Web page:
Softball St. Anthony

FEATURE: St. Anthony’s Tiare Jennings Named State Player of the Year

St. Anthony senior Tiare Jennings received a huge honor last week when it was announced that she is Gatorade’s California Softball Player of the Year after what was looking to be a record-setting senior campaign. Jennings was hitting .710 with 19 RBI, 18 runs, six HRs and a 1.483 slugging percentage through eight games this year.

“It was very emotional and I’m super happy representing myself and Long Beach and St. Anthony,” said Jennings. 

She got a call at 6:30 a.m. from her dad, Nacio Jennings, who was working security at the Long Beach Port when he found out his daughter was receiving the honor. “He called me from work and said, ‘Check your email.’”

Jennings has signed a scholarship with perennial powerhouse Oklahoma; the Sooners won the NCAA title in 2016 and 2017 and were runners-up in 2019. They’ve made the College World Series the last four years in a row and have only missed it once in the last decade. Jennings is a player of that caliber, widely ranked as the top infielder in the country and slotted as the No. 2 recruit in the entire country for the 2020 class by Extra Inning Softball.

Jennings said the award was a nice emotional boost because she and her family will be a long time getting over the loss of what was setting up to be a truly remarkable senior season. The Saints were 8-0 and looking like overwhelming favorites to win this year’s CIF Southern Section Division 3 championship, possibly as a conclusion to an undefeated season.

“I’m definitely in the grief process,” said Jennings. “We’ve been looking forward to this season since we were freshmen, we had so many talented seniors and then a great incoming freshman class, including my sister Tele. We were looking forward to winning a ring together.”

Instead, Jennings has been fielding congratulatory texts and social media posts from teammates and future teammates at the NCAA level. A community-minded student-athlete, Jennings was a member of St. Anthony’s campus ministry, carried a 4.25 GPA, and had volunteered locally as a youth softball coach.

Jennings is such a humble athlete that she said she wasn’t aware of her eye-popping statistics until after the season was cut short. She knew her team had been blowing people out but admitted she was surprised by how well she was performing.

“I don’t ever look at stats,” she said. “I don’t do anything to boost those, I’m just trying to win. But I saw the stats after the season and I’m like, ‘Oh, wow, I guess I am kind of good.’”

In addition to being a stellar player, Jennings also represents a lot of different traditions. For one, she’s multiracial and of Samoan, Filipino, Mexican, and Caucasian descent. She takes pride in representing cultures that aren’t well-known for playing softball.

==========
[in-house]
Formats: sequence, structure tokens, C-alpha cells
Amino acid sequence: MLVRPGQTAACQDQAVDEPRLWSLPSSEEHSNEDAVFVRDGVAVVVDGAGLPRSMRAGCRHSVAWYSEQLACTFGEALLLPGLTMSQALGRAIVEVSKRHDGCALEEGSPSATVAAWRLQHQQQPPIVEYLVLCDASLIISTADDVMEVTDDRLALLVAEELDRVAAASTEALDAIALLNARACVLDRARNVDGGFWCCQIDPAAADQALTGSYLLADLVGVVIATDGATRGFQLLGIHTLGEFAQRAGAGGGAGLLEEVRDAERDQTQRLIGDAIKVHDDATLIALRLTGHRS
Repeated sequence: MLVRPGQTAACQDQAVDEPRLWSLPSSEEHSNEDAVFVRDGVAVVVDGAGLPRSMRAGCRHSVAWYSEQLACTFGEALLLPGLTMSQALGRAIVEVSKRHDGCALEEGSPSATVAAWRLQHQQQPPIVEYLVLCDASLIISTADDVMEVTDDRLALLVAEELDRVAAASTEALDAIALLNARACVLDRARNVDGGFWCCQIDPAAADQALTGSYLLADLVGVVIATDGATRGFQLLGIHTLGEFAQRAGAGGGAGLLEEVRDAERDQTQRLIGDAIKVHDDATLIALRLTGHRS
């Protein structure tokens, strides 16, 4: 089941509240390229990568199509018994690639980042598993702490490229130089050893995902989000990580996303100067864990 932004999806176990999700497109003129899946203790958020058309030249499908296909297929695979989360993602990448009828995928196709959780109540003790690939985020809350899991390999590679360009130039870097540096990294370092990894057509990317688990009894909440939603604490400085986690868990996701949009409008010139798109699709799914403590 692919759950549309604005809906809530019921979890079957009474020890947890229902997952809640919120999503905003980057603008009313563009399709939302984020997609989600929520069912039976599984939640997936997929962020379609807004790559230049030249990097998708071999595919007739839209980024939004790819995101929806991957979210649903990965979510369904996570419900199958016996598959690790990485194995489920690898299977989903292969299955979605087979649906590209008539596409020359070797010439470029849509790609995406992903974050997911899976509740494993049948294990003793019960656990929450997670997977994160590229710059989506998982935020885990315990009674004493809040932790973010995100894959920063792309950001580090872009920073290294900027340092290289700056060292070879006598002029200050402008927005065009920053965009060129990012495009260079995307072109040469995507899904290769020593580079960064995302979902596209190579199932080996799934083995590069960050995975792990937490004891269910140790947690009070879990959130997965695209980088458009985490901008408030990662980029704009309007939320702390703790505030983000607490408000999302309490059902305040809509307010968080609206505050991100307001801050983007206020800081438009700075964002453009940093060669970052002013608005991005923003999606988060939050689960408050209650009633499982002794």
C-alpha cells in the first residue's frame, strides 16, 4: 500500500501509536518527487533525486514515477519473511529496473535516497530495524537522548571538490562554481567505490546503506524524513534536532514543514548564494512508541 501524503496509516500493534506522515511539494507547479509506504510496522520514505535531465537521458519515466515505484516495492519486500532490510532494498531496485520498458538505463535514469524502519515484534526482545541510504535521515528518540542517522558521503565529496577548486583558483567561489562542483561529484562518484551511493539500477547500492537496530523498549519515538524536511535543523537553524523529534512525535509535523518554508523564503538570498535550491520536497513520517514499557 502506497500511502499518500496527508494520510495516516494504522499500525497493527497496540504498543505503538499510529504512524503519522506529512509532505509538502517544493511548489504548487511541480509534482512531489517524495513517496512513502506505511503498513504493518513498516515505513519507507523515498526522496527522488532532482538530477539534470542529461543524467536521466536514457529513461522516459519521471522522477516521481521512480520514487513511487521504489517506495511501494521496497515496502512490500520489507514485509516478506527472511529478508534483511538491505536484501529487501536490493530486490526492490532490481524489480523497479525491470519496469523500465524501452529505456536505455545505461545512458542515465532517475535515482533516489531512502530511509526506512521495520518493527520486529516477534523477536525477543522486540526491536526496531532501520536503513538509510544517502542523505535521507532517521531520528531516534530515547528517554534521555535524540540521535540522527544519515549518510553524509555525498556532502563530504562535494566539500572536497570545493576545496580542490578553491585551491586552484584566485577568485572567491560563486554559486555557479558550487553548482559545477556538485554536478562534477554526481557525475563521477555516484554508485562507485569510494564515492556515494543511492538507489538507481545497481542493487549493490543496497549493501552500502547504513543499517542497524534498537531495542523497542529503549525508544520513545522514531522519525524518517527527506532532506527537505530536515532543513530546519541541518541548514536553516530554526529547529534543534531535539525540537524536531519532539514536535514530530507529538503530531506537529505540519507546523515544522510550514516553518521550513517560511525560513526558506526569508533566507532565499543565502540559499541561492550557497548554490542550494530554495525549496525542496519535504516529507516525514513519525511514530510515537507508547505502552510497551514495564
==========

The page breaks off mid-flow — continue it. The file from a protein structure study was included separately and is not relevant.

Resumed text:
“There’s not many Polynesian players out there and I want to influence the younger generation to think about softball,” she said. “We’re family-oriented and close-knit, and we have a lot of power on the field.”

She also represents small Catholic schools, as opposed to the much larger Trinity League powerhouses that most elite athletes attend, if they go the private route.

“Not everyone knew about St. Anthony and we said we’d make it our goal to make it known,” she said. “Because it’s a small school you’re with this group for four years, you hang out every day and it’s a family feeling.”

Even rarer, Jennings represents the multi-sport athlete, a dying breed across the country, especially for athletes who are so talented at one sport.

“I’m really happy that I kept playing volleyball, it’s one of my favorite sports,” she said. “It’s so different from softball, but it really helped me with leadership skills and I had so much fun doing it–we ended up winning a CIF championships. It’s so much louder and faster than softball, which was fun.”

While Jennings is excited to get to Norman and start competing for a spot on the field, and excited to compete for national championships at Oklahoma and one day for a spot on the USA national team, she’s taking this moment to take a deep breath.

“The one thing that’s really nice is we’re never home to get this much family time,” she said. “Getting to see my family so much before I leave for college is great. I’m really thankful for it–but at the same time we need to get out.”


Mike Guardabascio
An LBC native, Mike Guardabascio has been covering Long Beach sports professionally for 13 years, with his work published in dozens of Southern California magazines and newspapers. He's won numerous awards for his writing as well as the CIF Southern Section’s Champion For Character Award, and is the author of three books about Long Beach history.